One morning, just after waking up, Lucy started sneezing. This isn’t unusual: it’s common for dogs, like people, to sneeze from time to time. However on this occasion, something strange and worrying happened. Lucy stopped sneezing, and instead she began to snort and splutter, struggling to catch her breath. The little dog began to panic, and Elaine tried to soothe her, petting and talking quietly to her. Her breathing returned to normal after a few minutes, but Elaine was still worried. She brought her up to me at once.
Elaine was right to be concerned: breathing difficulties can be life threatening. If a pet owner observes any breathing pattern that seems unusual, it’s always safer to seek the advice of a vet. If the strange breathing is an intermittent problem, with normal breathing in between, it can be helpful to take a video of the abnormal breathing pattern so that you can show this to the vet.
By the time Lucy was brought to see me, the crisis was over. In animals with respiratory problems, the breathing can be very rapid, or there may be exaggerated movements of the chest or abdomen. Lucy had none of these signs: she was breathing in and out smoothly and quietly, and her chest was barely moving.
When I listened to her chest with my stethoscope, I could only hear the normal quiet hiss of air being sucked into the lungs and air being breathed out. In cases of respiratory disease, you can often hear increased chest noise when using the stethoscope, with crackles, hisses, roars and rattles. Heart disease is a common cause of breathing difficulties in dogs, but when I listened to the sound of Lucy’s heart, this too was normal.
My conclusion was that Lucy had a normal heart and respiratory system. So what was going on that had caused her to have the worrying episode that Elaine had witnessed? I suspected that she was suffering from a common and normal phenomenon known as “reverse sneezing”.
Everybody knows that sneezing happens when there’s an irritation of the inside of the nose. During a sneeze, there’s the slow intake of air, followed by the sudden, forceful, explosive expulsion of air from the lungs, through the nose and mouth. Sneezing is an effective reflex for expelling small particles from the nose.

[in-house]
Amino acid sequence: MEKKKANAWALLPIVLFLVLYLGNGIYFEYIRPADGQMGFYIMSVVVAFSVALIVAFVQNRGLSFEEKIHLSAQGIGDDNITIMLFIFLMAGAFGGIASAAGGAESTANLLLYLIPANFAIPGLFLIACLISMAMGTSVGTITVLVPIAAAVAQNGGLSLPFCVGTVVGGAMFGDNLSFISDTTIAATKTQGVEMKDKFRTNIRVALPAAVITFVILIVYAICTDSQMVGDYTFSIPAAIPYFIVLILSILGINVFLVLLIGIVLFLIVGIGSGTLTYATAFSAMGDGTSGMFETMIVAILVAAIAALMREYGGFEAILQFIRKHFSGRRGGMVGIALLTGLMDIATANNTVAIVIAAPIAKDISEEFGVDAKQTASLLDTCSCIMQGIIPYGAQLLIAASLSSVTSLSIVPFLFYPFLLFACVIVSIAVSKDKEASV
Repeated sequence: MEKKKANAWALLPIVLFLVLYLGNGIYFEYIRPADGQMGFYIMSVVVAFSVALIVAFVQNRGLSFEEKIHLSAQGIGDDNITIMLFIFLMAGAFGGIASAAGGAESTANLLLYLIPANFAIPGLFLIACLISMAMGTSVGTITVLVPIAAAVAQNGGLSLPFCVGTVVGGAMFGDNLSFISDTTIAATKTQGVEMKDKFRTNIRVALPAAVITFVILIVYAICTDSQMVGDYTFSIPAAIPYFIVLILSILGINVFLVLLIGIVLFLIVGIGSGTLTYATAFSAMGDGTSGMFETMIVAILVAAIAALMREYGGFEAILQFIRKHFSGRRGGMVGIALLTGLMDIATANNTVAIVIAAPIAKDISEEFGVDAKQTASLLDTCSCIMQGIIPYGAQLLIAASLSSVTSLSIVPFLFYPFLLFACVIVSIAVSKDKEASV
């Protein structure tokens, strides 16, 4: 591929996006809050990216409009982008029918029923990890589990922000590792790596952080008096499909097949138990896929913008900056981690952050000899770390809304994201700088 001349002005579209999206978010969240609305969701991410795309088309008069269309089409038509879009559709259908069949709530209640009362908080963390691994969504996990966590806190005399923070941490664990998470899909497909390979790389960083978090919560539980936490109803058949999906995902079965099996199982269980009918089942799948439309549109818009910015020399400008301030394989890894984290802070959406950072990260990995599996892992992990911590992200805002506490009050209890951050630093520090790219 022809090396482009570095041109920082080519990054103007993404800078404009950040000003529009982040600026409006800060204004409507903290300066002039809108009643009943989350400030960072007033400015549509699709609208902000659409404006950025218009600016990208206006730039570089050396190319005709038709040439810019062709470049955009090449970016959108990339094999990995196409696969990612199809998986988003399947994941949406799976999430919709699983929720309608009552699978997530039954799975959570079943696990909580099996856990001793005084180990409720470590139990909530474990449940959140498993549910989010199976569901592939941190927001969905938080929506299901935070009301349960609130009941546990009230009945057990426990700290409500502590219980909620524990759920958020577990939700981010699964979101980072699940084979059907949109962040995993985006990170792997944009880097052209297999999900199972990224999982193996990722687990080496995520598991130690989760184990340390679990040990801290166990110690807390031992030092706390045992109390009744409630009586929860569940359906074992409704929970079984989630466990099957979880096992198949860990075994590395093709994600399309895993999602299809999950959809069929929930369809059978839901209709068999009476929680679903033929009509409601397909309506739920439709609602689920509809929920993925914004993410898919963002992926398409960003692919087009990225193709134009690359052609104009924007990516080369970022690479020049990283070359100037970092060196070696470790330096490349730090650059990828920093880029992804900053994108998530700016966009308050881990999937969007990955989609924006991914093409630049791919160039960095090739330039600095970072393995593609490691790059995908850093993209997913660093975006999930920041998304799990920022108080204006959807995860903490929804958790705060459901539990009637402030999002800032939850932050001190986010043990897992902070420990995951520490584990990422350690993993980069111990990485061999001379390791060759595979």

“Reverse sneezing” is a similar type of protective reflex, but in the opposite direction. It happens when there’s an irritation at the back of the nose or the throat. The dog stands with its neck outstretched and lips drawn back. There’s rapid and repeated forced inhalation through the nose, which can be noisy. After a few minutes, the breathing returns to normal.
I showed Elaine a Youtube video of a dog reverse-sneezing, and she agreed that this is what Lucy had been doing. Occasional reverse sneeze episodes are common in some dogs, especially in so-called brachycephalic breeds (those with shorter noses, such as Bichons, Boxers, Pugs and many others). In most cases, it’s nothing to worry about: it’s just something that happens. Rarely, there can be a more serious cause, such as an inhaled grass seed, in which case the affected animal will begin to reverse-sneeze so much that further investigations (such as scoping the dog) are needed to solve the problem.
Occasional reverse-sneezers like Lucy don’t need any treatment: once owners know what’s going on, gentle reassurance of the pet is all that’s needed. Sometimes squeezing the nostrils closed and stroking the throat can help to stop the problem more rapidly.
If you think your pet may have reverse-sneezing, check it out on Youtube. And if you’re worried, do take a video yourself: your vet will be happy to confirm the diagnosis.
- Abnormal breathing patterns can indicate serious disease in pets
- There are also some normal but strange breathing patterns, like reverse sneezing
- It’s worth taking a video to show your vet if your pet has this type of problem